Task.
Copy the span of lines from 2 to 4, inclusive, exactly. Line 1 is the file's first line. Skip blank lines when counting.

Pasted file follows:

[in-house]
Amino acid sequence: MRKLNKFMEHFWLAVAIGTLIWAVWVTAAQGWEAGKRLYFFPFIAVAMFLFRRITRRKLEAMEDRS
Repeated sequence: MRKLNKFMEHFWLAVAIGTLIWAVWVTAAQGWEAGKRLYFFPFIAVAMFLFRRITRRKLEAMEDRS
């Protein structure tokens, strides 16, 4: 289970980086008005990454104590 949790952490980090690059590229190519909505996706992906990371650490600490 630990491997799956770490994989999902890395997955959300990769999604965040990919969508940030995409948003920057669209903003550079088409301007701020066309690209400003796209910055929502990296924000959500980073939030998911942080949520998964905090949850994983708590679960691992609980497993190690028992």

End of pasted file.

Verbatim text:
Amino acid sequence: MRKLNKFMEHFWLAVAIGTLIWAVWVTAAQGWEAGKRLYFFPFIAVAMFLFRRITRRKLEAMEDRS
Repeated sequence: MRKLNKFMEHFWLAVAIGTLIWAVWVTAAQGWEAGKRLYFFPFIAVAMFLFRRITRRKLEAMEDRS
């Protein structure tokens, strides 16, 4: 289970980086008005990454104590 949790952490980090690059590229190519909505996706992906990371650490600490 630990491997799956770490994989999902890395997955959300990769999604965040990919969508940030995409948003920057669209903003550079088409301007701020066309690209400003796209910055929502990296924000959500980073939030998911942080949520998964905090949850994983708590679960691992609980497993190690028992």